- If at least one unfilled seat remains: the histogram of each winner is consulted to determine the lowest maximum that the winner could have while staying above the winning threshold, and that reduction is applied. A proposed maximum can be checked by multiplying the number of ballots in each histogram bin by the difference between its number of votes and the proposed maximum, discarding any negative values, and summing these. The correct maximum can be quickly found by proposing it to be the number of votes per ballot in successive histogram bins starting with the second highest (or zero if the end of the histogram is reached). If this proposed maximum is too low, a proportional (interpolated) and rounded-up value between this and the previous proposed maximum is the correct value.
- If only winners remain, and all were declared winners earlier than this round, the “ideal” threshold is calculated as the total number of votes for the winners divided by the number of seats. The histogram of each winner is consulted to determine the lowest maximum that the winner could have while staying above the ideal threshold, and that reduction is applied, following the same procedure as in 3A.
If no maximum reductions are possible in step 3, the unelected remaining candidate with the fewest votes is eliminated. The candidate’s maximum is set to zero. A tie in this result is resolved by attempting to identify which tied candidate had the fewest votes in successively previous rounds that elected or eliminated a candidate, or randomly if this is not successful.
- If a candidate was newly elected in step 2, or a maximum reduced in steps 3 or 4, return to step 1. Otherwise, the count is complete.
Sometimes this procedure results in several rounds of maximum reductions before a candidate is elected or eliminated. It can be easier to fathom the results if these are lumped into a single round. More specifically, a new round would be reported only for those with a new winner; those with a new elimination; rounds just after an elimination (because the threshold may have been reduced); when step 3B is first used; or in a final round summarizing all of the winners. Results are typically shown with everything divided by P so that each voter has one vote.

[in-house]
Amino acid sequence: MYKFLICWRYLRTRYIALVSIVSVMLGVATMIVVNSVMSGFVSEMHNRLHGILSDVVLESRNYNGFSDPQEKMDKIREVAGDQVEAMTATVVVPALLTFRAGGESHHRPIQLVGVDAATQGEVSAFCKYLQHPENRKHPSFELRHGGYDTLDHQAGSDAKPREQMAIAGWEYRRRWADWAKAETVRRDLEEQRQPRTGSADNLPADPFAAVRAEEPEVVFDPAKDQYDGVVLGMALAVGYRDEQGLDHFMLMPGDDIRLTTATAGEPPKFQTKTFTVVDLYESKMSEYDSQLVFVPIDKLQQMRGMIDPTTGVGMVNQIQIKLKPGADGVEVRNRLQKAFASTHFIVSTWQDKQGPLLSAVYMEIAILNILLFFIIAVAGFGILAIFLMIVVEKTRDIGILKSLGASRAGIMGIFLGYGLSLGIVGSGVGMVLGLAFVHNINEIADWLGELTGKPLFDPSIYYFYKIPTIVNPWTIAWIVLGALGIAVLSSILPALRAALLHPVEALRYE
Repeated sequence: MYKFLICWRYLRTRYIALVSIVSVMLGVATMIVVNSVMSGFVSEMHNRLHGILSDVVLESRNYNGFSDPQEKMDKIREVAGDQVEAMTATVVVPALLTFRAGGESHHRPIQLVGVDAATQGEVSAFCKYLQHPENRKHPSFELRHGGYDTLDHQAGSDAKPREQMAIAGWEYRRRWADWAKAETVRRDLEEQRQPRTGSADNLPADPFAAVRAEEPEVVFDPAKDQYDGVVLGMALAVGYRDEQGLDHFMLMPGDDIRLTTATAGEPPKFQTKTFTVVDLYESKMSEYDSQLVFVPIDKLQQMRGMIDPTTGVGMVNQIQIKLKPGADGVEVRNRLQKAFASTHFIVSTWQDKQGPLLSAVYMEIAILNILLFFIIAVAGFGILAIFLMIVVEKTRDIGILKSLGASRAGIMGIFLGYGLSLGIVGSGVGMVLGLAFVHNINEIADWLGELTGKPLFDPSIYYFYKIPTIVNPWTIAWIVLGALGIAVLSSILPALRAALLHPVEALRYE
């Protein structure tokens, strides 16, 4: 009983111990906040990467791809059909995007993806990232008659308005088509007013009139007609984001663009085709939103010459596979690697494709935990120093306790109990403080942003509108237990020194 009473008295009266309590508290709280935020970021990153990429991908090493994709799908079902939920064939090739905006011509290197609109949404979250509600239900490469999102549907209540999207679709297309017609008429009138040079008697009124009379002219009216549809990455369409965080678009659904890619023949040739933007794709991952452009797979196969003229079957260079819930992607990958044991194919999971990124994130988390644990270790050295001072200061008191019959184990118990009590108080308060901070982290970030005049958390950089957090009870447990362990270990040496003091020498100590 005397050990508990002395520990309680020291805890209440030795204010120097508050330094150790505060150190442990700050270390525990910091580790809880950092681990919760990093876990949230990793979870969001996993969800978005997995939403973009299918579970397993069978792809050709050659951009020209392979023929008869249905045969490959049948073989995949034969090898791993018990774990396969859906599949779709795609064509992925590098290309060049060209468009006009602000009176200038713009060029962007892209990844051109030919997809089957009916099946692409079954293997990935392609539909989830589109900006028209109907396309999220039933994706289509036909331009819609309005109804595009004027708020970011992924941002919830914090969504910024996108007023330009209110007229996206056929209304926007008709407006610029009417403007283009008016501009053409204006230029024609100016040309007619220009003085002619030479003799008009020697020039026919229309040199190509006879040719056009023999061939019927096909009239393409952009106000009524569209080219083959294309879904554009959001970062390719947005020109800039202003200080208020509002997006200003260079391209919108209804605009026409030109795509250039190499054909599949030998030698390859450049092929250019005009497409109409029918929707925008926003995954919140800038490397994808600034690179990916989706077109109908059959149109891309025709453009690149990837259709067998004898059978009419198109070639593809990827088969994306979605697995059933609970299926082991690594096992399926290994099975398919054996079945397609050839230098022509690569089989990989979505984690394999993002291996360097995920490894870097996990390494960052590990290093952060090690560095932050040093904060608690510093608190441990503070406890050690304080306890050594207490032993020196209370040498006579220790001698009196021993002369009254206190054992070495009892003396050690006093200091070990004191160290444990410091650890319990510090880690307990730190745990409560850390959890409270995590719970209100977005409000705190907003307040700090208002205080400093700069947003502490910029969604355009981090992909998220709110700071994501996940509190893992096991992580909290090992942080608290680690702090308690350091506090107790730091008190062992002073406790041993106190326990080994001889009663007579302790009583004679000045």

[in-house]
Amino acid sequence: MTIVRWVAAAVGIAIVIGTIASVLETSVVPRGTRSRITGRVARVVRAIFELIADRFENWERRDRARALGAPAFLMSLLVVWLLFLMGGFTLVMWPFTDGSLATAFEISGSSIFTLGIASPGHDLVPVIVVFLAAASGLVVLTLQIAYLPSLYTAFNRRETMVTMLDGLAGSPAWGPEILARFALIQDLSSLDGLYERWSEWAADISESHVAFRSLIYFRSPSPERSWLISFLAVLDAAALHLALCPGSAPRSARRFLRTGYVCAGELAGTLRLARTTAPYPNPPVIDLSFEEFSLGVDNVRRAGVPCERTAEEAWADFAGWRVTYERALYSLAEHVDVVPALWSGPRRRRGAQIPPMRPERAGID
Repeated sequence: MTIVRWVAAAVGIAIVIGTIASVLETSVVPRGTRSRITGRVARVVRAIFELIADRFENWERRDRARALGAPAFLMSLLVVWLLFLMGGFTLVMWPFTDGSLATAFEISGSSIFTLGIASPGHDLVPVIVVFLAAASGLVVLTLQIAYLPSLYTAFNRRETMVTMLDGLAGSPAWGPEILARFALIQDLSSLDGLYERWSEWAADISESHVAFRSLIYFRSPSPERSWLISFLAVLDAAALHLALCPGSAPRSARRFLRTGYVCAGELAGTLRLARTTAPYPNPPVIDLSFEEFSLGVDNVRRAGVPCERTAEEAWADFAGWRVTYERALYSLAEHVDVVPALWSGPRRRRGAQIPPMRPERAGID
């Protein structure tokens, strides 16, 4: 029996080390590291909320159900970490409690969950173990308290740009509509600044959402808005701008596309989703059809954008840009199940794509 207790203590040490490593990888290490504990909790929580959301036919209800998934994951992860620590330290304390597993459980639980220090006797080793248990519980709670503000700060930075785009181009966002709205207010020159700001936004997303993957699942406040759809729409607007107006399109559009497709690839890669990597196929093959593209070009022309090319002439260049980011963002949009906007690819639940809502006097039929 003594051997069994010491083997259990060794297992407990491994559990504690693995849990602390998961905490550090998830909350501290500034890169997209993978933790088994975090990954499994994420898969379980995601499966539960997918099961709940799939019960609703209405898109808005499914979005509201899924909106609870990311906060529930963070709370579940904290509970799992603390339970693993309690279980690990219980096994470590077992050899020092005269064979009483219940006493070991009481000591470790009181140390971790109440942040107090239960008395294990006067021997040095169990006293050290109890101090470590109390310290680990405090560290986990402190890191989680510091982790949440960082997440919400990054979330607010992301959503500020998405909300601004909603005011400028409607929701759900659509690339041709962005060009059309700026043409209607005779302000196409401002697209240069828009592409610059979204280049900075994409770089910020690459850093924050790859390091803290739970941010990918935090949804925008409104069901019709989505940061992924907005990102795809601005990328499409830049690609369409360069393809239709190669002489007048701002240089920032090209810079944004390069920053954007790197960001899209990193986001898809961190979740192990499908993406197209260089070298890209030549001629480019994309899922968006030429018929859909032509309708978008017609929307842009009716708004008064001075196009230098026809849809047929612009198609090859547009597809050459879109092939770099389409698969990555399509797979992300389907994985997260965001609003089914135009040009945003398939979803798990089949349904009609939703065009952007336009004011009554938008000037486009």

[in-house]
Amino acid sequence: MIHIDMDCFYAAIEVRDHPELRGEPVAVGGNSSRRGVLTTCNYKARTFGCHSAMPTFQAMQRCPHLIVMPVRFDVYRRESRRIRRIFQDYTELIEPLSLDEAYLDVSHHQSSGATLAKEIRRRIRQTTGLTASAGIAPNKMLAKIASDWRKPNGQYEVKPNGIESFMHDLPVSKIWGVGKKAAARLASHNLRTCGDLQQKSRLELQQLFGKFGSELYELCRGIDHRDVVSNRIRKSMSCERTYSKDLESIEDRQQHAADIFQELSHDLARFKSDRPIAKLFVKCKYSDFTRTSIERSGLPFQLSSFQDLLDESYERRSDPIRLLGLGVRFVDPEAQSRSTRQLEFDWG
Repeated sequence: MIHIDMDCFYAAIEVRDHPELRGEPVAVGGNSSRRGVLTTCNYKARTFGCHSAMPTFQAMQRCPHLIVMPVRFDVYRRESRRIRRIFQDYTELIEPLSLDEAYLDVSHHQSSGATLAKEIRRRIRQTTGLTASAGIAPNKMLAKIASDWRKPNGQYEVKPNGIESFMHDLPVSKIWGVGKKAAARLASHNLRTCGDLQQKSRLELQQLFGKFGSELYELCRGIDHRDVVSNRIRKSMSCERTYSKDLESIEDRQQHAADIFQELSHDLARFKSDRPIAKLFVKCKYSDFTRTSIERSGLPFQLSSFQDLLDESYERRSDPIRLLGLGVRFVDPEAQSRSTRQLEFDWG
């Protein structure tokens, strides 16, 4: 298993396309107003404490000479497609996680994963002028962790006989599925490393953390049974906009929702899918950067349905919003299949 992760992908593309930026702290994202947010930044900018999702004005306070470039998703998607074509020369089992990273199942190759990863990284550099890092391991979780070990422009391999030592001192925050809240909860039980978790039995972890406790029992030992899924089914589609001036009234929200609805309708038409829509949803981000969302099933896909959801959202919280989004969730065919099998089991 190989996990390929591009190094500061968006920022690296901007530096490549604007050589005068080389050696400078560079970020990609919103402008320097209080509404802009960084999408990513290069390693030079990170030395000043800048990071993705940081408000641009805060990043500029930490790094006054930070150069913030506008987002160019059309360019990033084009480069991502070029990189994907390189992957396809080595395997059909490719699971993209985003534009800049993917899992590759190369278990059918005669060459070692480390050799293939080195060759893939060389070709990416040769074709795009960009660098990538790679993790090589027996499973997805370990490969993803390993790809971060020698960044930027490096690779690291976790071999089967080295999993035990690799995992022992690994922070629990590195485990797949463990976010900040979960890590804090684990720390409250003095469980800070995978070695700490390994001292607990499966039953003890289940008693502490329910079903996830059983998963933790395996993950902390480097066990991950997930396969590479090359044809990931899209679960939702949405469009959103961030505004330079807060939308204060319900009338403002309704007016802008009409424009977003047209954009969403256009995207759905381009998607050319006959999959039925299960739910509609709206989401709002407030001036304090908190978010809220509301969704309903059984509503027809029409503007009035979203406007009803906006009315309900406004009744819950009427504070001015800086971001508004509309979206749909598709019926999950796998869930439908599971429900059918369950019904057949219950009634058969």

For step 1, a noteworthy choice of the whole-number multiple for P is to specify that the minimum number of votes per ballot must be 55. This way, contests with 2 to 5 seats have 60 votes per ballot and those with 6 to 9 seats range from 56 to 90. This makes the completeness of surplus transfers (as discussed below) less dependent on the number of seats.
- Hey! This is too complicated!
The rules behind DemoChoice appear complex, but only because they put
nearly all of the electoral controls within reach of the voter. With
currently used methods, the outcome of most elections is determined
primarily by political consultants who use sophisticated computer
algorithms and large databases to manipulate district boundaries and
reduce competition. Casting a DemoChoice vote is straightforward, but
with current methods, voters must fret over strategy to avoid wasting
their vote on a loser or on someone who would win anyway. Please don't give up!
- In a multi-winner election, how do you choose which votes stay
with a winner?
Transferring votes from winners ensures that all winners represent constituencies of similar size,
and that people don't avoid voting for popular candidates, thinking that
they will get elected anyway.
- Different versions of this counting method do this in different ways. They
can be randomly chosen, taken as a fraction from each ballot,
or chosen based on the distance between the
winner's home precinct and the voters' precincts.
If we minimize the number of times ballots are split into portions that count for different candidates, we establish a clearer connection between voters and legislators.
DemoChoice accomplishes this by giving transfer priority to ballots that count larger fractions toward the winner.
A maximum fraction of a ballot is determined that transfers a maximum number of votes without putting the winner below the Enough or Ideal threshold, as appropriate.
This makes it likely that most ballots will be sliced, but few will be sliced more than once.
- What happens if there is a tie?
- Ties are not a very significant issue in public elections, because the
number of ballots is large and ties are statistically rare. However, in a
demonstration poll like this, they can happen frequently, especially among unpopular candidates.
Ties are only an issue during eliminations, and usually involve candidates with few votes that do not affect the course of the election.
Here, ties are broken by considering who has the fewest votes in successively previous rounds that elect or eliminate a candidate
(rounds that only reduce maxima are not considered).